Fricker has four siblings - Peter, a former director of the Australian Institute of Sport now working in sports medicine in Qatar; John, an orthodontist in Manuka, Richard who has a television production company in Sydney and Denise, an academic in Adelaide.
Fricker says if there was one thing his parents instilled in them all, it was the value of education.
''It's become my ethos as well, the best thing you can do for anybody, is educate them.''
Fricker attended the St Bede's and Red Hill primary schools, Marist College and Melrose High where he met his future wife, Spanish-born Paloma Lopez, now an education officer at the National Gallery of Australia. They have one son, Alex, 16.
Fricker says much of his youth was spent playing drums in Canberra band The Naturals in old-school venues such as The Floyd in Phillip - think a post-punk X-Ray Spex, Talking Heads, The Pretenders repertoire. He still likes to play the drums and the piano.
''A couple of Christmases ago I fooled everyone by saying I was buying a drum kit for Alex,'' he says, with a laugh.
Fricker did a computing studies degree at the old Canberra College of Advanced Education, predecessor to the University of Canberra. He joined the Australian Customs Service in 1979, moved into the private sector in 1987 and founded his consultancy company in 1993 working with federal government agencies including ASIO.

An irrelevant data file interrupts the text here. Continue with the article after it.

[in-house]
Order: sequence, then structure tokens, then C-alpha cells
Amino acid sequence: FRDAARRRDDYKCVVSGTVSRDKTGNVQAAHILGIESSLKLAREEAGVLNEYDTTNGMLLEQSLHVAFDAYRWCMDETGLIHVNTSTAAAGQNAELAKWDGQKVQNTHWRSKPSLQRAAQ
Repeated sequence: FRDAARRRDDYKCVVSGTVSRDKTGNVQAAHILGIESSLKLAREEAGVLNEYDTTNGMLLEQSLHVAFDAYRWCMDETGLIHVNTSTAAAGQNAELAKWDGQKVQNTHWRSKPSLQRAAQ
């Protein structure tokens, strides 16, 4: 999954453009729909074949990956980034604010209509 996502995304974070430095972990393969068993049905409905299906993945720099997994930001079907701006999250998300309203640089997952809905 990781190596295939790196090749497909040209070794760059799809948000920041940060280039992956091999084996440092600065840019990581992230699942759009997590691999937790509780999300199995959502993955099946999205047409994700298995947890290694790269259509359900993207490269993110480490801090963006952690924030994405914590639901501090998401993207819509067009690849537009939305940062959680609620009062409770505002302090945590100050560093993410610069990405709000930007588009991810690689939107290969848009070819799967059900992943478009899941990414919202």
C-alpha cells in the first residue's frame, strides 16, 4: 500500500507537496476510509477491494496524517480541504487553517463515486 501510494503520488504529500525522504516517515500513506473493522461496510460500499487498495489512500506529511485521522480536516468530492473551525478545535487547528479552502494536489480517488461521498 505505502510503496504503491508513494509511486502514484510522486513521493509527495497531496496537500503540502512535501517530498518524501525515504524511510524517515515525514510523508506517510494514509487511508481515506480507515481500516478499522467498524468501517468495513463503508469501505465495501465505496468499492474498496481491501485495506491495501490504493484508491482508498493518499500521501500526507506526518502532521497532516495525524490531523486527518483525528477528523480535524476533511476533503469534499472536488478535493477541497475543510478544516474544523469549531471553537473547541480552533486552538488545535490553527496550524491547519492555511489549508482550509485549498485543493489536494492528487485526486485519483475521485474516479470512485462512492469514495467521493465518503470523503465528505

Fricker says there are similarities between his job at ASIO and the archives - understanding the value of information, establishing its provenance, finessing it into a coherent story.
''It's about knowledge,'' he says. ''It's about, 'What can I do to exploit the wealth of information in the archives to make that useful to people, to make it accessible to people?'. To help them make sense of the past and to shape the future.''
Megan Doherty is City Reporter